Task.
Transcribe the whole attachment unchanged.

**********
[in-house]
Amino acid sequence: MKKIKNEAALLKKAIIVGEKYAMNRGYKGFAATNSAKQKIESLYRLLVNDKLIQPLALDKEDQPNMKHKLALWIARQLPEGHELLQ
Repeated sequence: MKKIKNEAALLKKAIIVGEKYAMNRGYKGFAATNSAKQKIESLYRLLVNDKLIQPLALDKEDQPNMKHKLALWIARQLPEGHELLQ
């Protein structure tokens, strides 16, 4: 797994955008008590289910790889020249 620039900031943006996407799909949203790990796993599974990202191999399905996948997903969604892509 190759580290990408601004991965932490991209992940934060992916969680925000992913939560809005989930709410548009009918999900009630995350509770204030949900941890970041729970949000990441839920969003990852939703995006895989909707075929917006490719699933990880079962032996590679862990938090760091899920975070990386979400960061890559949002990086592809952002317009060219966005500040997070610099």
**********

[in-house]
Amino acid sequence: MKKIKNEAALLKKAIIVGEKYAMNRGYKGFAATNSAKQKIESLYRLLVNDKLIQPLALDKEDQPNMKHKLALWIARQLPEGHELLQ
Repeated sequence: MKKIKNEAALLKKAIIVGEKYAMNRGYKGFAATNSAKQKIESLYRLLVNDKLIQPLALDKEDQPNMKHKLALWIARQLPEGHELLQ
């Protein structure tokens, strides 16, 4: 797994955008008590289910790889020249 620039900031943006996407799909949203790990796993599974990202191999399905996948997903969604892509 190759580290990408601004991965932490991209992940934060992916969680925000992913939560809005989930709410548009009918999900009630995350509770204030949900941890970041729970949000990441839920969003990852939703995006895989909707075929917006490719699933990880079962032996590679862990938090760091899920975070990386979400960061890559949002990086592809952002317009060219966005500040997070610099």